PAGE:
Skip to main content

Posts

Showing posts from April, 2018

"You Were Never Really Here," a review

In "You Were Never Really Here," we're ostensibly being given a film that is sensitive to all those who've experienced terrific traumatic experiences in their lives. We have a sense of fidelity to the traumatic experience, that this is a film which really cared to explore how it affects the mind/future behaviour, and so to perhaps be trusted as almost instructive for the rest of us. Watching this film, we become sensitive to how ostensibly fragmented the mental state of someone experiencing PTSD can be; how intrusive past-horrifying memories can be; how they can't be repressed, are always free-floating; how it regularly brings one to thoughts past that of sadomasochism towards self-extinction, as a means of total escape.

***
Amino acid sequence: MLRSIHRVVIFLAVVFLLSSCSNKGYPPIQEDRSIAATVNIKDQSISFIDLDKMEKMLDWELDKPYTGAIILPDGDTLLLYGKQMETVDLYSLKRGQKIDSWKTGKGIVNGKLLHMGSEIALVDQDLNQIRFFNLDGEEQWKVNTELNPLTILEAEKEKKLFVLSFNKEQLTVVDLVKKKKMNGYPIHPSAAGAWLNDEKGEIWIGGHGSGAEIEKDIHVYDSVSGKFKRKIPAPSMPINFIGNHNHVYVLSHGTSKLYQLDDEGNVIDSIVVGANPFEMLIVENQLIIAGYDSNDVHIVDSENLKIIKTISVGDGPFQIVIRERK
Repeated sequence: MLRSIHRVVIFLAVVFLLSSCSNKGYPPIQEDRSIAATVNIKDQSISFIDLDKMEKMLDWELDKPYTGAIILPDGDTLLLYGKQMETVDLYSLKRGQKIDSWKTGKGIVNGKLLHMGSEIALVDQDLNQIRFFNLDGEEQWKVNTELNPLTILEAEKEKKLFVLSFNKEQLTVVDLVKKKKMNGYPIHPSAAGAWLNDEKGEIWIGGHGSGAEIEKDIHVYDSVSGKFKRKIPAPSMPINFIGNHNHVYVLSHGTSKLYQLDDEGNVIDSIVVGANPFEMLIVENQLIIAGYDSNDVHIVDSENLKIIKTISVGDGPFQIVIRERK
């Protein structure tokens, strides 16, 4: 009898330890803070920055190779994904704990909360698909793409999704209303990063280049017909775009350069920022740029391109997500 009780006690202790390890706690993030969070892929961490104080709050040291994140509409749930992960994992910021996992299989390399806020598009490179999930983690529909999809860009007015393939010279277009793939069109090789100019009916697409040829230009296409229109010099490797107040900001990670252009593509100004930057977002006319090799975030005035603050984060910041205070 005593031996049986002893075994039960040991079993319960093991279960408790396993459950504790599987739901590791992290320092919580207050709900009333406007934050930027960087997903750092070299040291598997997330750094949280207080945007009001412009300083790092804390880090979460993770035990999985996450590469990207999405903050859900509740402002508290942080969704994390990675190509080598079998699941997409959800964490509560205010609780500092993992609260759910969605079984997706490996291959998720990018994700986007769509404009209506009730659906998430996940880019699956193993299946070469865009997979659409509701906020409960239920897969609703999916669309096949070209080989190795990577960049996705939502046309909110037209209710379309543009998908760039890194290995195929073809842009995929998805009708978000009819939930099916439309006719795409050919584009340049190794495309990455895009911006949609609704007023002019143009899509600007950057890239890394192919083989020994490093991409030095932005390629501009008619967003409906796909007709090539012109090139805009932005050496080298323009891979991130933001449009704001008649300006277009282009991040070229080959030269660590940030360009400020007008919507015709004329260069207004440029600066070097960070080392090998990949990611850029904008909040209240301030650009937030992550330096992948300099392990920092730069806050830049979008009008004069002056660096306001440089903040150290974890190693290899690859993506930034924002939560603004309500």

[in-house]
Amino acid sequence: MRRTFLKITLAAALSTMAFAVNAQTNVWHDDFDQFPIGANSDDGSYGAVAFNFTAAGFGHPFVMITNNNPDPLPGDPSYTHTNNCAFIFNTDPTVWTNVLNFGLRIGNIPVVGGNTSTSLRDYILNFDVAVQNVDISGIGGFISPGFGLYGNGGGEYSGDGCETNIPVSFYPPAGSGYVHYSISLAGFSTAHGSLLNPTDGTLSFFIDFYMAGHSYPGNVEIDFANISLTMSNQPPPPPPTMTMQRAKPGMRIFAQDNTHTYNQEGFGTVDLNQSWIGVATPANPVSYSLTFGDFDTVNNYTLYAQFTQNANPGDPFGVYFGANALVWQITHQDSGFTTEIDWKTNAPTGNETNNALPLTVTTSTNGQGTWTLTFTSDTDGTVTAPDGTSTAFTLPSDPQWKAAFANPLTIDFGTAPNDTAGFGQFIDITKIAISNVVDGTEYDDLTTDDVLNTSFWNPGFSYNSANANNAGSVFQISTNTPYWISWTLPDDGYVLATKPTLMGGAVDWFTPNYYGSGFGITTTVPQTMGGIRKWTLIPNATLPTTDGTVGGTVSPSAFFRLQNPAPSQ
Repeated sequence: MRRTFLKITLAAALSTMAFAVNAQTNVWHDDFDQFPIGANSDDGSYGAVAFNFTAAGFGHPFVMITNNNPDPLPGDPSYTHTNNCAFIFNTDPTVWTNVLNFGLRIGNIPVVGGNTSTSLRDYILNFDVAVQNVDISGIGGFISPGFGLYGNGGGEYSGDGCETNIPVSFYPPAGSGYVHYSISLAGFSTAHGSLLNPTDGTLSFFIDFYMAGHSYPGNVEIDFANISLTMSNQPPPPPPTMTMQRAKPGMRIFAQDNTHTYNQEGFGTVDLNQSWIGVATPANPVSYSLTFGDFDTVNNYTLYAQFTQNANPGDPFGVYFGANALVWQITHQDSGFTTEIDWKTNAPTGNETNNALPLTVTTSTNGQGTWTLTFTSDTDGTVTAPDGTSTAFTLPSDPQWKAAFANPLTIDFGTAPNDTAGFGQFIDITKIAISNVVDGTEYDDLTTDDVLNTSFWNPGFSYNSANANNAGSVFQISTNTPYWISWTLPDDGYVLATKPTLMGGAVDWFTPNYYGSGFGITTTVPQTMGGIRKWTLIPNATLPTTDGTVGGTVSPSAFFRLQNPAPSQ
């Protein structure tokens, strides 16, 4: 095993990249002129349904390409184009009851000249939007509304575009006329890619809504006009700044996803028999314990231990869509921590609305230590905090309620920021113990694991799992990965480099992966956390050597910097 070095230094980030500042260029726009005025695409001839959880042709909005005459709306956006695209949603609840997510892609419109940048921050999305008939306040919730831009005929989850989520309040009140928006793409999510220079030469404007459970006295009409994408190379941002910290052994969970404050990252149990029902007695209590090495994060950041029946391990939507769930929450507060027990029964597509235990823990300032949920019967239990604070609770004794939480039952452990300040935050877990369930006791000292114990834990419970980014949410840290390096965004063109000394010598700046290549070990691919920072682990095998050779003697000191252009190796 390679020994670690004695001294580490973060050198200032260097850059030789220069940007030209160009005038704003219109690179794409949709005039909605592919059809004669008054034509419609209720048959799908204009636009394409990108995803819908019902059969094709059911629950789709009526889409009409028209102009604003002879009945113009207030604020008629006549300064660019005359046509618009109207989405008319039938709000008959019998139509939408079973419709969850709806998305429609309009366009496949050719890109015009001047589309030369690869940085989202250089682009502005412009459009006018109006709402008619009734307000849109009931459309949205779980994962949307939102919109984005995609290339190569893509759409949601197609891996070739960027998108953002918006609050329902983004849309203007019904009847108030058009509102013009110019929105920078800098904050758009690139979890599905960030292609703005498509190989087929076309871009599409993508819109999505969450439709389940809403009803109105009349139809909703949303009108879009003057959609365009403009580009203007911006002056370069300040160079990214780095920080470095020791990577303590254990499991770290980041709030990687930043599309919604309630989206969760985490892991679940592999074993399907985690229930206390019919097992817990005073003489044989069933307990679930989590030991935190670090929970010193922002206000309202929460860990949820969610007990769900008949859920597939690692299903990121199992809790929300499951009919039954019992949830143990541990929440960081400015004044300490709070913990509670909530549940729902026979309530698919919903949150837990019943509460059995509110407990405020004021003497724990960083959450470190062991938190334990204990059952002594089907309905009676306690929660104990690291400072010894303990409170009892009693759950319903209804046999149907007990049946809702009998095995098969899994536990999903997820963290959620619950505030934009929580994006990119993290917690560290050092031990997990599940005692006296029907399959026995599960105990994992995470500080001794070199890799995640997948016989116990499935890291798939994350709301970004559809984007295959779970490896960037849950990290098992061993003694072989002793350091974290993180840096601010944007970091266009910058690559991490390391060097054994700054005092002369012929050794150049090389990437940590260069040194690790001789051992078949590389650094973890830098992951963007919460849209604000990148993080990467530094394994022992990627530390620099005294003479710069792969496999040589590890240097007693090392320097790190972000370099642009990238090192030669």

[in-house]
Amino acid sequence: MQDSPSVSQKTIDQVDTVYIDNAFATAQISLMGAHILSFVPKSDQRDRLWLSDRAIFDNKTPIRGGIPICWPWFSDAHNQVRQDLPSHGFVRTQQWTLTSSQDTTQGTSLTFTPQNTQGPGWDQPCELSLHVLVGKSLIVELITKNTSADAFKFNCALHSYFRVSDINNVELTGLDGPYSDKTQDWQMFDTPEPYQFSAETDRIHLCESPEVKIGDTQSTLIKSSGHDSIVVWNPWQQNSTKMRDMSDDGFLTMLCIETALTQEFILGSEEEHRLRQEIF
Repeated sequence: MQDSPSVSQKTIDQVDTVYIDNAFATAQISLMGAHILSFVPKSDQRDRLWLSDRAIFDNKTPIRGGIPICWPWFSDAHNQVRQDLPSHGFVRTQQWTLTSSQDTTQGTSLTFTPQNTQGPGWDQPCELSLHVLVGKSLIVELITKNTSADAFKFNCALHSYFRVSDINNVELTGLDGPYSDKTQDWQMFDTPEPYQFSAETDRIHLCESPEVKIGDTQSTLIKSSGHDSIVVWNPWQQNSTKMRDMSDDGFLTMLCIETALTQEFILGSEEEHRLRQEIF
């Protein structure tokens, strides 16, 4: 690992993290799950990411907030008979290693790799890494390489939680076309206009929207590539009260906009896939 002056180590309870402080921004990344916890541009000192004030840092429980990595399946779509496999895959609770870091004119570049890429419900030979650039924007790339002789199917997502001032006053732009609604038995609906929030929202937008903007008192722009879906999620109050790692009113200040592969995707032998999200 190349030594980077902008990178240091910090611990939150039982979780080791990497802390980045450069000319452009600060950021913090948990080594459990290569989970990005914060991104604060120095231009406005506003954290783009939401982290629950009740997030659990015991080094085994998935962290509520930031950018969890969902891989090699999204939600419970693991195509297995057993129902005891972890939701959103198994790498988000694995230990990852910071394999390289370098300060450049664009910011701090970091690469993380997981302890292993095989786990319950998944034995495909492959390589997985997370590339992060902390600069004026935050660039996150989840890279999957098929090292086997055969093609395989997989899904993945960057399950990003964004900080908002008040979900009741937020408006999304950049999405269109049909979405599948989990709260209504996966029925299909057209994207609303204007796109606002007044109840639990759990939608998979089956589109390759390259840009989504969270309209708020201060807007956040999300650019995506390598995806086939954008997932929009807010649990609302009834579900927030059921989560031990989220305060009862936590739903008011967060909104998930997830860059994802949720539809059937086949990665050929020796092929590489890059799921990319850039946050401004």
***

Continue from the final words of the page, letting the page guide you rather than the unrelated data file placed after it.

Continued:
Yet while the film leans us this way, towards seeing it as "awoke," a participant in our blossoming expansion of sensitivity and respect for others, what brought them to become the ostensibly less-than-pleasant people we see before us, …

Discussion of "A Quiet Place," at the NewYorker Movie Facebook Club

Richard Brody shared a link.Moderator · April 10 at 4:13pm It's a peculiar phenomenon, the success of A Quiet Place. I confess that I didn't love it; I found it to have the substance of a twenty-minute Oscar-nominated live-action short subject, but that was far from the worst part of the experience. Above all, I had the sense that John Krasinski, as director, didn't see what he was doing—didn't see the implications, the metaphors, the symbols, that arose from the seemingly innocuous and merely entertaining story. They're ugly and regressive, and I suspect that they weren't at all intended—but that they play a significant role in the movie's success nonetheless:
https://www.newyorker.com/…/the-silently-regressive-politic…